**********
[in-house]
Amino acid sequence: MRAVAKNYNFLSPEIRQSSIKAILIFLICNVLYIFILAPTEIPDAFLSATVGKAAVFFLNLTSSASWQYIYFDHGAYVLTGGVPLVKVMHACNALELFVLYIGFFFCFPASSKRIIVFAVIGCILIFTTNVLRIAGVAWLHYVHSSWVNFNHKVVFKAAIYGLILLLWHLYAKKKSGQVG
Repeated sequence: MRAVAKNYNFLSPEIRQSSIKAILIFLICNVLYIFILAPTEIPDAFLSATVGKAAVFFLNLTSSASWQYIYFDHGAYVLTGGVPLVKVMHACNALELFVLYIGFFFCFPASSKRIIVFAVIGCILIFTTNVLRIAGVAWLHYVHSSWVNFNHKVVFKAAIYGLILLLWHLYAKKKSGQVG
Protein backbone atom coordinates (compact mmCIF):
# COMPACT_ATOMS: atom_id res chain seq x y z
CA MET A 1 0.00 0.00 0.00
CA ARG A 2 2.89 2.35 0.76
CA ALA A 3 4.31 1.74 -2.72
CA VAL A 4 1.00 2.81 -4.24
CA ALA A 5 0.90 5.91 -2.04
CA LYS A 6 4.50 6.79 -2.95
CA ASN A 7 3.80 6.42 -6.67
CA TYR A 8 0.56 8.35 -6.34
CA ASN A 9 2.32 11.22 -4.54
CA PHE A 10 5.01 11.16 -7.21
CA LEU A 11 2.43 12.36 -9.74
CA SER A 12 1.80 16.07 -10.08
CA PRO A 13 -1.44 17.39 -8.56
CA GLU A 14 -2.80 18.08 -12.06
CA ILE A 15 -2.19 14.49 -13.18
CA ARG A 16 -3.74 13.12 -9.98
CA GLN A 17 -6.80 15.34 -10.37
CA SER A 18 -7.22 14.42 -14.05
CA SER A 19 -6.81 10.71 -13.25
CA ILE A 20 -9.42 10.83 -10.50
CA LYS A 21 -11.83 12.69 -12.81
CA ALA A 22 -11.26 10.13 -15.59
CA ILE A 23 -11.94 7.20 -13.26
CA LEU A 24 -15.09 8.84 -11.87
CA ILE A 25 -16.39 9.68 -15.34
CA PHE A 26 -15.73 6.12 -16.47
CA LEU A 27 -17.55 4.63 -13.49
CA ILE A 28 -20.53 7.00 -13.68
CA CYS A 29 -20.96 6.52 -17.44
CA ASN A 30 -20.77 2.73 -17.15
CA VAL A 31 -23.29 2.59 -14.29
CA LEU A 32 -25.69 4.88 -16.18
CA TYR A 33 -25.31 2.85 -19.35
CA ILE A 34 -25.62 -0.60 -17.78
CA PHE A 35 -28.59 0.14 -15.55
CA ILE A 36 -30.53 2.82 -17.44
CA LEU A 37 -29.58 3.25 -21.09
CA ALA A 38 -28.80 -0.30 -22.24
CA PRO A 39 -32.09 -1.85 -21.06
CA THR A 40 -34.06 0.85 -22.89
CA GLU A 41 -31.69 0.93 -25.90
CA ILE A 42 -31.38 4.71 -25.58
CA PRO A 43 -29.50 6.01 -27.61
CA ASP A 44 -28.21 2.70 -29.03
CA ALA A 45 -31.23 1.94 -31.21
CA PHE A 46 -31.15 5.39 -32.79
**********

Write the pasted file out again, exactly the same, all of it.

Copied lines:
[in-house]
Amino acid sequence: MRAVAKNYNFLSPEIRQSSIKAILIFLICNVLYIFILAPTEIPDAFLSATVGKAAVFFLNLTSSASWQYIYFDHGAYVLTGGVPLVKVMHACNALELFVLYIGFFFCFPASSKRIIVFAVIGCILIFTTNVLRIAGVAWLHYVHSSWVNFNHKVVFKAAIYGLILLLWHLYAKKKSGQVG
Repeated sequence: MRAVAKNYNFLSPEIRQSSIKAILIFLICNVLYIFILAPTEIPDAFLSATVGKAAVFFLNLTSSASWQYIYFDHGAYVLTGGVPLVKVMHACNALELFVLYIGFFFCFPASSKRIIVFAVIGCILIFTTNVLRIAGVAWLHYVHSSWVNFNHKVVFKAAIYGLILLLWHLYAKKKSGQVG
Protein backbone atom coordinates (compact mmCIF):
# COMPACT_ATOMS: atom_id res chain seq x y z
CA MET A 1 0.00 0.00 0.00
CA ARG A 2 2.89 2.35 0.76
CA ALA A 3 4.31 1.74 -2.72
CA VAL A 4 1.00 2.81 -4.24
CA ALA A 5 0.90 5.91 -2.04
CA LYS A 6 4.50 6.79 -2.95
CA ASN A 7 3.80 6.42 -6.67
CA TYR A 8 0.56 8.35 -6.34
CA ASN A 9 2.32 11.22 -4.54
CA PHE A 10 5.01 11.16 -7.21
CA LEU A 11 2.43 12.36 -9.74
CA SER A 12 1.80 16.07 -10.08
CA PRO A 13 -1.44 17.39 -8.56
CA GLU A 14 -2.80 18.08 -12.06
CA ILE A 15 -2.19 14.49 -13.18
CA ARG A 16 -3.74 13.12 -9.98
CA GLN A 17 -6.80 15.34 -10.37
CA SER A 18 -7.22 14.42 -14.05
CA SER A 19 -6.81 10.71 -13.25
CA ILE A 20 -9.42 10.83 -10.50
CA LYS A 21 -11.83 12.69 -12.81
CA ALA A 22 -11.26 10.13 -15.59
CA ILE A 23 -11.94 7.20 -13.26
CA LEU A 24 -15.09 8.84 -11.87
CA ILE A 25 -16.39 9.68 -15.34
CA PHE A 26 -15.73 6.12 -16.47
CA LEU A 27 -17.55 4.63 -13.49
CA ILE A 28 -20.53 7.00 -13.68
CA CYS A 29 -20.96 6.52 -17.44
CA ASN A 30 -20.77 2.73 -17.15
CA VAL A 31 -23.29 2.59 -14.29
CA LEU A 32 -25.69 4.88 -16.18
CA TYR A 33 -25.31 2.85 -19.35
CA ILE A 34 -25.62 -0.60 -17.78
CA PHE A 35 -28.59 0.14 -15.55
CA ILE A 36 -30.53 2.82 -17.44
CA LEU A 37 -29.58 3.25 -21.09
CA ALA A 38 -28.80 -0.30 -22.24
CA PRO A 39 -32.09 -1.85 -21.06
CA THR A 40 -34.06 0.85 -22.89
CA GLU A 41 -31.69 0.93 -25.90
CA ILE A 42 -31.38 4.71 -25.58
CA PRO A 43 -29.50 6.01 -27.61
CA ASP A 44 -28.21 2.70 -29.03
CA ALA A 45 -31.23 1.94 -31.21
CA PHE A 46 -31.15 5.39 -32.79